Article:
Matthew shared something that really made an impression on me. At his job, there is always a lot going on and he is experiencing and doing many things for the first time. But, he said, with pride, while he is not always expected to know everything right away, he is always expected to learn. Matthew knows he has the support and tools that he needs to keep growing, and that is part of the reason why he believes the Federal government is a great place to start his career. That spirit of service is exactly what our nation needs. And I know that Matthew is one of hundreds of thousands of Federal employees with that same enthusiasm.

Megan has a passion for helping fellow veterans find jobs. While attending Mount St. Mary’s College, she founded its Veterans Outreach Association and she has continued that work now that she has graduated. We discussed our shared passion for helping women veterans get Federal jobs, especially STEM jobs. She would be a great fit in the Federal government.

In Matthew and Megan, I saw so many positive qualities: passion, dedication, an overwhelming desire to help people, a call to service, and a truly hopeful vision of the future. These young professionals remind me what it was like to once walk in shoes similar to theirs. I know there are obstacles they face each day, but their commitment to public service makes me confident we will continue to have a diverse, talented, caring, and devoted Federal workforce. Their insights helped me understand firsthand what young Latinos are thinking and what we need to do to attract them to Federal service.

I was glad to be able to tell them that we are already working hard to increase the number of Federal employees from underrepresented communities and to support and develop them in their careers. They share my commitment that we have a workforce that truly represents the bright mosaic of the American family.

So really, we learned a lot from each other. If we take the time to stop, listen, and just for a moment, put ourselves in another’s shoes, we’ll keep learning. And that makes all the difference.

 


 

This Saturday, July 26, marks the 24th anniversary of the Americans with Disabilities Act, a day for us to celebrate the tremendous contributions of people with disabilities to our country. From classrooms in Sacramento to buses in Denver to sidewalks here in the District of Columbia, this landmark legislation makes sure that Americans with disabilities are guaranteed full access and the same opportunities promised to all Americans.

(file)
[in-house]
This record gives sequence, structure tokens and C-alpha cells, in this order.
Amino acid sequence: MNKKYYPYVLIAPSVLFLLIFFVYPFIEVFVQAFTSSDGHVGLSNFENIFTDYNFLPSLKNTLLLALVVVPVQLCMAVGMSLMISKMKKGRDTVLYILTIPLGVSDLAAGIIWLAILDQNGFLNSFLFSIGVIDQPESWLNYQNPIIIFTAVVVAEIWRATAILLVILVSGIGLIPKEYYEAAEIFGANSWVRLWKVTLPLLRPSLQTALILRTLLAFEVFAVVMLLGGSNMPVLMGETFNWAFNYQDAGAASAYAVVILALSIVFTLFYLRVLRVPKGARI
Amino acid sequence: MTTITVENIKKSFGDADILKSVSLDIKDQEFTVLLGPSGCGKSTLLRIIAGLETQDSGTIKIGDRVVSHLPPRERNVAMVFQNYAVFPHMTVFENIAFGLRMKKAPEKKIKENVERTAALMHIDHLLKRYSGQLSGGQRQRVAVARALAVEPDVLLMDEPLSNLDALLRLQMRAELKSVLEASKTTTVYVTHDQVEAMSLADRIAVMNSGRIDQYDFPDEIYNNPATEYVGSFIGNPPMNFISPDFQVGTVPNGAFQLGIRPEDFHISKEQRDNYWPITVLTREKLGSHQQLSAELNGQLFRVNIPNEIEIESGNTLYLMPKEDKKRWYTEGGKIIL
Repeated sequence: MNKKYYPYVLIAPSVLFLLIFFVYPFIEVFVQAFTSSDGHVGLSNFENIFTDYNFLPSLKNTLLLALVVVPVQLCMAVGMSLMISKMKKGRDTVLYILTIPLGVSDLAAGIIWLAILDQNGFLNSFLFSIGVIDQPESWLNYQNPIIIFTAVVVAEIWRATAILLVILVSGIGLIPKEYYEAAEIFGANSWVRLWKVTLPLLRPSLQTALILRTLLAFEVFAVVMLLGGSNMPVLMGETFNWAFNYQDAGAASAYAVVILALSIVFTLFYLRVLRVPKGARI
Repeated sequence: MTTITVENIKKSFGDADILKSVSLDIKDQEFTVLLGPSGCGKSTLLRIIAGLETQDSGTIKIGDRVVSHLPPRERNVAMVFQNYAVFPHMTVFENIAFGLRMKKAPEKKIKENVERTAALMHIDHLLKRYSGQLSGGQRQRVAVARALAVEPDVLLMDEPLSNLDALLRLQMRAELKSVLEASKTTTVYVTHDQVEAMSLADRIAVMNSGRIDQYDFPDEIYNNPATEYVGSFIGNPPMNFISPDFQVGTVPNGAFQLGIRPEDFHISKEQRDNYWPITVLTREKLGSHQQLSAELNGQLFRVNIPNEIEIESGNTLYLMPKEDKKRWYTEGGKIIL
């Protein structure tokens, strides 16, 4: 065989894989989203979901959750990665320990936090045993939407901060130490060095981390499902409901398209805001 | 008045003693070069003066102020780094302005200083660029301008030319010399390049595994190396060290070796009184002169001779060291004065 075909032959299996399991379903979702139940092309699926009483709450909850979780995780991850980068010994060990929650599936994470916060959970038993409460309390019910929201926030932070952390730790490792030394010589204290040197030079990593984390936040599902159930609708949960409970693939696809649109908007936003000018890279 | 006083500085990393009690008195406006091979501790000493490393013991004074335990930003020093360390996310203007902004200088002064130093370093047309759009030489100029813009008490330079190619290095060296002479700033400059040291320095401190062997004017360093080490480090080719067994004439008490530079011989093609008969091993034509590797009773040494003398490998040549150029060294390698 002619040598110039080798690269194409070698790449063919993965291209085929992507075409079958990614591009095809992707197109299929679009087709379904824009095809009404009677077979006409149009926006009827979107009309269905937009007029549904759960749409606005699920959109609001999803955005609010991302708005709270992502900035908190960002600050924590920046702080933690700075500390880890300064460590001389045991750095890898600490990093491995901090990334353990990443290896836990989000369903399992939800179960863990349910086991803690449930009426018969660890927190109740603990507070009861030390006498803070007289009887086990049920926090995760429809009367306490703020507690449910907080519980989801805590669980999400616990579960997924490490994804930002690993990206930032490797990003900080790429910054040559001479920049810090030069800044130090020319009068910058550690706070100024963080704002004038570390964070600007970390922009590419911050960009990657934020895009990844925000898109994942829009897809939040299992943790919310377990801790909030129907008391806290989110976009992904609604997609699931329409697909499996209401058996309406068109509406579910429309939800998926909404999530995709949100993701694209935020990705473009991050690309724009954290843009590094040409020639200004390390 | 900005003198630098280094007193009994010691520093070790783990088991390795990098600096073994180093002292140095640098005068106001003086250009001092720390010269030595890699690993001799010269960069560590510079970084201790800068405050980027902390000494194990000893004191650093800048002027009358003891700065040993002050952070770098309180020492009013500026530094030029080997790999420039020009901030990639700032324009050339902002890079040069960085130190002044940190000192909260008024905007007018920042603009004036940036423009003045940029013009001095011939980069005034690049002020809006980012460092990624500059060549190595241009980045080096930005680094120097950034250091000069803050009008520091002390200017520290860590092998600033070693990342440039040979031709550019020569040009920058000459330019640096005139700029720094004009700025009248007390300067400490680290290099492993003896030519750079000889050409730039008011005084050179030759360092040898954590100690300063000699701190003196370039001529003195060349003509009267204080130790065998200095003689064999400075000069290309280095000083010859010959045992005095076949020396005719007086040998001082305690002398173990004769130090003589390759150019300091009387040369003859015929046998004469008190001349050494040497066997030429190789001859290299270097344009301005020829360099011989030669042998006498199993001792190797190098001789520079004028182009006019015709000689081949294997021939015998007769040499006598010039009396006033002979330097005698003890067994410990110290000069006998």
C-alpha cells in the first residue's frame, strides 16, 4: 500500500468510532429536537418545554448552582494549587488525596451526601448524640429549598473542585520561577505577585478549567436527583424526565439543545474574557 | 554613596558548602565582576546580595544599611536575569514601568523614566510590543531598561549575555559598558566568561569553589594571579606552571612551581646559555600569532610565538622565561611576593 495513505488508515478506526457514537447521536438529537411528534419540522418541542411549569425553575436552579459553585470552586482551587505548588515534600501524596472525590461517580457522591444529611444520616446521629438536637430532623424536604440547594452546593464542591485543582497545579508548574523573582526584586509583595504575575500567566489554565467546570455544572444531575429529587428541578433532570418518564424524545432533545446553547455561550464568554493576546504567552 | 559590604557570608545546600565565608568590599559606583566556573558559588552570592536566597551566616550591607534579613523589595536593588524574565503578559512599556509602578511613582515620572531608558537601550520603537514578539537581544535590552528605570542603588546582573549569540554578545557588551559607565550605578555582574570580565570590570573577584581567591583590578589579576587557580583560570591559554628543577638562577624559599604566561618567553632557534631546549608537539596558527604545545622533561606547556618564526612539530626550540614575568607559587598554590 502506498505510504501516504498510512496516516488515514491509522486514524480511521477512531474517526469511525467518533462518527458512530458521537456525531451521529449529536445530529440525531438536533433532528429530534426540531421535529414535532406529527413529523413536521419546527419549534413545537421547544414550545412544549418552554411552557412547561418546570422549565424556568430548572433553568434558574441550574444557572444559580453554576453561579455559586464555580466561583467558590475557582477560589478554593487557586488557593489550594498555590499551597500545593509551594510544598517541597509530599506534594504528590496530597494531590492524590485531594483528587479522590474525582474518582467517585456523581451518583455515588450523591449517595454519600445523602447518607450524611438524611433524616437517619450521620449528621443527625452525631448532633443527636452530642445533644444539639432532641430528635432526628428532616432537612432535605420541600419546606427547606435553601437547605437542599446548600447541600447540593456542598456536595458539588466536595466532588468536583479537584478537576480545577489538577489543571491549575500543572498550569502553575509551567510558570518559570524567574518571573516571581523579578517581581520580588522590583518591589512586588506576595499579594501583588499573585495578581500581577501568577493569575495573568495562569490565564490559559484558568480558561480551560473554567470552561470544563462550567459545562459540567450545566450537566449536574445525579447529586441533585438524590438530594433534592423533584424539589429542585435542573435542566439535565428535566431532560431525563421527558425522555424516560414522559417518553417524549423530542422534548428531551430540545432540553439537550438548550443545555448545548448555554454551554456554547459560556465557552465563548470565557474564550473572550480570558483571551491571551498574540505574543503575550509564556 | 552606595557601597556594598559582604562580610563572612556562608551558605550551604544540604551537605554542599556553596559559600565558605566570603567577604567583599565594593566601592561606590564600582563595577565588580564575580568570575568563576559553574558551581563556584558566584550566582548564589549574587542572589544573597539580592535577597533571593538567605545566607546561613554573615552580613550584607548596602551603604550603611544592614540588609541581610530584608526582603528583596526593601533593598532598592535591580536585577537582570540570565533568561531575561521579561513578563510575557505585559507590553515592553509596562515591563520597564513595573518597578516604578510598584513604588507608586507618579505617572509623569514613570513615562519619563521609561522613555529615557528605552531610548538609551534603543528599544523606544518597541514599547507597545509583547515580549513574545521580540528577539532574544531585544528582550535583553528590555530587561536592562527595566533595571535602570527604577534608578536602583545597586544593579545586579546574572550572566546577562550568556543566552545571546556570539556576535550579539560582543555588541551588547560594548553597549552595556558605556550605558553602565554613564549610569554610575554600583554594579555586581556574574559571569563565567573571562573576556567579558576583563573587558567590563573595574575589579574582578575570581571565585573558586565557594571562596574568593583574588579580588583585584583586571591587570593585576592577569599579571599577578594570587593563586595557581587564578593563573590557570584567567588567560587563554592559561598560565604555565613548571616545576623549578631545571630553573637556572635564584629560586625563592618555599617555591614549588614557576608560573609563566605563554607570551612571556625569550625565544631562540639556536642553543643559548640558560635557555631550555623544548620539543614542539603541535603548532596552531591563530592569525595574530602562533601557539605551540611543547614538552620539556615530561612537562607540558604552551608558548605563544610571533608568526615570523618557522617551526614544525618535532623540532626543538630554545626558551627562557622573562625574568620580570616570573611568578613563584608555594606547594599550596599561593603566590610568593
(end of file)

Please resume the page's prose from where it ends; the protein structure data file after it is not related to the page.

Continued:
On July 26, 2010, President Obama issued Executive Order 13548, Increasing Federal Employment of Individuals with Disabilities, to mark the historic 20th anniversary of the signing of the ADA. His order says that the Federal government, as the nation's largest employer, must become a model for the employment of individuals with disabilities.

We have made great progress toward fulfilling the President’s vision. There are more people with disabilities in Federal service than at any time in the past 33 years. The talents, the experiences and the expertise of employees with disabilities are an indispensable part of the Federal workforce. At all levels and in every profession, the contributions of people with disabilities enrich the Federal government. Our nation is absolutely stronger because of their dedication and service.

Yet our work is not done. We must do more to recruit people with targeted disabilities. We must continue our efforts to hire and retain employees with disabilities at all levels of government -- from resume through retirement -- so that we have the strongest workforce possible.

To support Federal employees in this effort, OPM, in consultation with partner agencies, has launched an online course entitled, “A Roadmap to Success: Hiring, Retaining and Including People with Disabilities.” The course, which will be available to agencies at no cost on HR University, provides basic information and resources to help employees and managers hire, retain and advance Federal workers with disabilities. In accordance with the Executive Order, this training will be required for human resources personnel and hiring managers.

Today, let all of us recommit to building an inclusive, vibrant and powerful workforce that reflects the bright mosaic of the American people we serve.